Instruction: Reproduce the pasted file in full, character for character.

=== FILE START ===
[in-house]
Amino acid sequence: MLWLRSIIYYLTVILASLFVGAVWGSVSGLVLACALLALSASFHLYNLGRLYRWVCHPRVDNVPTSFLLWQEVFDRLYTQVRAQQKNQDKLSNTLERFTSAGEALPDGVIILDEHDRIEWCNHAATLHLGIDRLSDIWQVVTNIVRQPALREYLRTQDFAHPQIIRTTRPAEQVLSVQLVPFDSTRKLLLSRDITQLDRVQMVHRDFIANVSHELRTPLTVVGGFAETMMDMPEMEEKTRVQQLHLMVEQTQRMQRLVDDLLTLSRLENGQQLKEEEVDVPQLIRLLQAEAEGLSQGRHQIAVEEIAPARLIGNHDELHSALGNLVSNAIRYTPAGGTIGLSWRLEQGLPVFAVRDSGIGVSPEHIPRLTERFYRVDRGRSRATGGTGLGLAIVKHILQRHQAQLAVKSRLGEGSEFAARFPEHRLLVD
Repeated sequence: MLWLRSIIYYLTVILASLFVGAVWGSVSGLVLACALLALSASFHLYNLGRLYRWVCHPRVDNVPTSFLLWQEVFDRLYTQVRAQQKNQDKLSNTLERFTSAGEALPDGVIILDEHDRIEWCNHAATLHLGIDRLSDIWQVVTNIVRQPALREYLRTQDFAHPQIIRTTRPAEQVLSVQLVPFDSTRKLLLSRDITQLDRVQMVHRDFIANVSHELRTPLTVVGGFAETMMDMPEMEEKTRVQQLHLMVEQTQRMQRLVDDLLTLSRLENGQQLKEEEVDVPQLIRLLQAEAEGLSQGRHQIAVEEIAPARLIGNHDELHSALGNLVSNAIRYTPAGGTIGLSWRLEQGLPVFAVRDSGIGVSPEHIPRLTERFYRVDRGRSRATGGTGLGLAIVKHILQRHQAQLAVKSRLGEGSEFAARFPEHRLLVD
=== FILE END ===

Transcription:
[in-house]
Amino acid sequence: MLWLRSIIYYLTVILASLFVGAVWGSVSGLVLACALLALSASFHLYNLGRLYRWVCHPRVDNVPTSFLLWQEVFDRLYTQVRAQQKNQDKLSNTLERFTSAGEALPDGVIILDEHDRIEWCNHAATLHLGIDRLSDIWQVVTNIVRQPALREYLRTQDFAHPQIIRTTRPAEQVLSVQLVPFDSTRKLLLSRDITQLDRVQMVHRDFIANVSHELRTPLTVVGGFAETMMDMPEMEEKTRVQQLHLMVEQTQRMQRLVDDLLTLSRLENGQQLKEEEVDVPQLIRLLQAEAEGLSQGRHQIAVEEIAPARLIGNHDELHSALGNLVSNAIRYTPAGGTIGLSWRLEQGLPVFAVRDSGIGVSPEHIPRLTERFYRVDRGRSRATGGTGLGLAIVKHILQRHQAQLAVKSRLGEGSEFAARFPEHRLLVD
Repeated sequence: MLWLRSIIYYLTVILASLFVGAVWGSVSGLVLACALLALSASFHLYNLGRLYRWVCHPRVDNVPTSFLLWQEVFDRLYTQVRAQQKNQDKLSNTLERFTSAGEALPDGVIILDEHDRIEWCNHAATLHLGIDRLSDIWQVVTNIVRQPALREYLRTQDFAHPQIIRTTRPAEQVLSVQLVPFDSTRKLLLSRDITQLDRVQMVHRDFIANVSHELRTPLTVVGGFAETMMDMPEMEEKTRVQQLHLMVEQTQRMQRLVDDLLTLSRLENGQQLKEEEVDVPQLIRLLQAEAEGLSQGRHQIAVEEIAPARLIGNHDELHSALGNLVSNAIRYTPAGGTIGLSWRLEQGLPVFAVRDSGIGVSPEHIPRLTERFYRVDRGRSRATGGTGLGLAIVKHILQRHQAQLAVKSRLGEGSEFAARFPEHRLLVD